Meet Stephen. He’s an engineer for a large software company and works out of the organization’s San Francisco office.
He’s tackling a challenging new project, and he knows the engineers in the company’s office in Sydney, Australia, have already done something similar. He schedules a video chat with some select members of the Sydney team hoping to rely on their insights and experience. He puts the call on everyone’s calendar for 1:00 p.m. his time.
His intentions are great. But there’s one thing Stephen failed to realize: The meeting time that works so perfectly with his schedule is 6 a.m. for his Sydney counterparts.
Groan, right? Conflicting time zones present a major headache—but they only scratch the surface of the different hurdles you’ll need to overcome when working with international teams.
Research from the U.S. Civil Engineering Research Foundation found their teams had a far greater chance of poor communication, a lack of clear direction, and less timely decision-making when they weren’t co-located.
Whether your team is distributed remotely or employees work in a few different offices across the globe, international collaboration brings language, cultural, and physical barriers along with it. These differences unintentionally breed miscommunication, confusion, and even offense.
What can you do to avoid those scenarios and work effectively with international teams? Whether you hail from India, Scotland, the U.S., or anywhere in between, here are some tips to make collaboration that much easier—despite being thousands of miles apart.
1. Dig into Cultural Norms
While having your team spread across the globe is definitely challenging, don’t look at this as a burden. Instead, it’s an opportunity to learn about other cultures, refresh your perspective, and gain a greater appreciation for your team (and the world!).
The best place to start is getting an understanding of the different cultures that make up your team. The cultures and norms we are raised with play a huge part in how we perceive the world around us—both in personal and professional relationships.
For example, people in the Netherlands value a leader who gets to the point. They don’t appreciate excessive communication and instead prefer a straight shooter in the driver’s seat. In contrast, people in Sweden expect leaders to communicate empathetically and to keep conversations friendly.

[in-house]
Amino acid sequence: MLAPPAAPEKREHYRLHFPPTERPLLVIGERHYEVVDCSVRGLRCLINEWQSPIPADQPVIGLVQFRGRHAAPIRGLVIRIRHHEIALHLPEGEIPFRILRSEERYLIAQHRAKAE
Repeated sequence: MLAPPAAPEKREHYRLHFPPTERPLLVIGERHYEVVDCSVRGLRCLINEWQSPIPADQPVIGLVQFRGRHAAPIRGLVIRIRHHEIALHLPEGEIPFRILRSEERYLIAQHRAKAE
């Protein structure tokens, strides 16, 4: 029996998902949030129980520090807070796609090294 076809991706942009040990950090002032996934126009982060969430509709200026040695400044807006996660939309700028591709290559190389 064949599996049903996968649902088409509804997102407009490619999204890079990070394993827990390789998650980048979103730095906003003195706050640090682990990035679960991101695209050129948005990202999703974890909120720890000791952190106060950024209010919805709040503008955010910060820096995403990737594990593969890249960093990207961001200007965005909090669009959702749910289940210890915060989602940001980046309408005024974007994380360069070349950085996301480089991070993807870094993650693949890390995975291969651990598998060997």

There are also some key differences between individualistic and collectivistic societies that can impact people’s approaches to their work and their colleagues.
“People in individualistic societies, such as the United States, Australia, New Zealand, South Africa, and most of the northern and western European countries, tend to emphasize individual rights, such as freedom, privacy, and autonomy,” says Meina Liu in an Oxford Research Encyclopedias article about communication styles. “They tend to view themselves as unique and special, and are free to express their individual thoughts, opinions, and emotions.”
People in collectivistic societies—such as most of Latin American, African and Asian countries, and the Middle East—view themselves as far more interconnected. They feel accountable to other group members.
Understanding these differing perspectives may influence how you best communicate with others on international teams. So roll up your sleeves and dig into the research out there about various cultural differences. Where can you get your hands on this information? There are plenty of resources, including:
- Studies and research articles (such as ones cited in this article)
- Online forums and communities
- Travel guides (they often clue you in on cultural manners and norms)
- Your own team members
Insider Tip: One easy (and fun!) way to learn more about your cultural differences is to encourage your team members to share with each other. From photos to recipes to interesting facts, it’s a great way to learn about each other’s cultures while also fostering camaraderie.
2. Pay Attention to Timing
Managing multiple conflicting time zones is one of the biggest logistical challenges of working across the globe. Fortunately, all it takes is a little conscious effort to ensure your team is on the same page:
When You’re Scheduling Meetings...
Unless you’re some sort of prodigy who can successfully juggle eight different time zones bouncing around in your brain, research some of the best remote tools, like the World Clock Meeting Planner, to schedule conversations at mutually agreeable times.
This tool makes it simple to enter your own time zone and see what time it is for a member on your team who’s halfway across the world—no counting on your fingers required.
It’s also important to recognize a 40-hour workweek isn’t the standard in every part of the world. The government in France, for example, introduced a standard 35-hour workweek. Regardless of time zones, don’t make the mistake of thinking that everybody abides by your working hours.